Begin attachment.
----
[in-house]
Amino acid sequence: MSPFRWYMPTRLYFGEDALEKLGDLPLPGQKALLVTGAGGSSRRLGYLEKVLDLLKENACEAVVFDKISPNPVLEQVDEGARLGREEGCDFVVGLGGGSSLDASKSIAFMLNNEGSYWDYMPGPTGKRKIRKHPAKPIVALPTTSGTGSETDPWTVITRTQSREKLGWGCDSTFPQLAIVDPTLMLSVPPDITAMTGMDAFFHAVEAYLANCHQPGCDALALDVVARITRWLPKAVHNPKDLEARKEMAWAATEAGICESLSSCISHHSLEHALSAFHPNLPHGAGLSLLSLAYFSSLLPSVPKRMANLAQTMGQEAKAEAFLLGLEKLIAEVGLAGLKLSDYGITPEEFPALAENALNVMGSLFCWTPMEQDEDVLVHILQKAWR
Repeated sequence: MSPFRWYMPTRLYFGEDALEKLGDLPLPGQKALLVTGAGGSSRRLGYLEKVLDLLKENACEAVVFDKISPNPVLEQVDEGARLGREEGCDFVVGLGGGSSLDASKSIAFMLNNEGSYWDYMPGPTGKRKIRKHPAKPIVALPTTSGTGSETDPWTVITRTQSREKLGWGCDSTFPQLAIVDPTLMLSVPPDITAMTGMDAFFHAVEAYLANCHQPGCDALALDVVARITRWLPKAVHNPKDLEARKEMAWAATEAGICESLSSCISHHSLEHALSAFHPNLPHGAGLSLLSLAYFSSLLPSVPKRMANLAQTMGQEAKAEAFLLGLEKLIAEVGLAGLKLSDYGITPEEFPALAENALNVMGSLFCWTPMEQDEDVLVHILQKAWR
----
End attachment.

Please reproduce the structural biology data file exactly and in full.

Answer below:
[in-house]
Amino acid sequence: MSPFRWYMPTRLYFGEDALEKLGDLPLPGQKALLVTGAGGSSRRLGYLEKVLDLLKENACEAVVFDKISPNPVLEQVDEGARLGREEGCDFVVGLGGGSSLDASKSIAFMLNNEGSYWDYMPGPTGKRKIRKHPAKPIVALPTTSGTGSETDPWTVITRTQSREKLGWGCDSTFPQLAIVDPTLMLSVPPDITAMTGMDAFFHAVEAYLANCHQPGCDALALDVVARITRWLPKAVHNPKDLEARKEMAWAATEAGICESLSSCISHHSLEHALSAFHPNLPHGAGLSLLSLAYFSSLLPSVPKRMANLAQTMGQEAKAEAFLLGLEKLIAEVGLAGLKLSDYGITPEEFPALAENALNVMGSLFCWTPMEQDEDVLVHILQKAWR
Repeated sequence: MSPFRWYMPTRLYFGEDALEKLGDLPLPGQKALLVTGAGGSSRRLGYLEKVLDLLKENACEAVVFDKISPNPVLEQVDEGARLGREEGCDFVVGLGGGSSLDASKSIAFMLNNEGSYWDYMPGPTGKRKIRKHPAKPIVALPTTSGTGSETDPWTVITRTQSREKLGWGCDSTFPQLAIVDPTLMLSVPPDITAMTGMDAFFHAVEAYLANCHQPGCDALALDVVARITRWLPKAVHNPKDLEARKEMAWAATEAGICESLSSCISHHSLEHALSAFHPNLPHGAGLSLLSLAYFSSLLPSVPKRMANLAQTMGQEAKAEAFLLGLEKLIAEVGLAGLKLSDYGITPEEFPALAENALNVMGSLFCWTPMEQDEDVLVHILQKAWR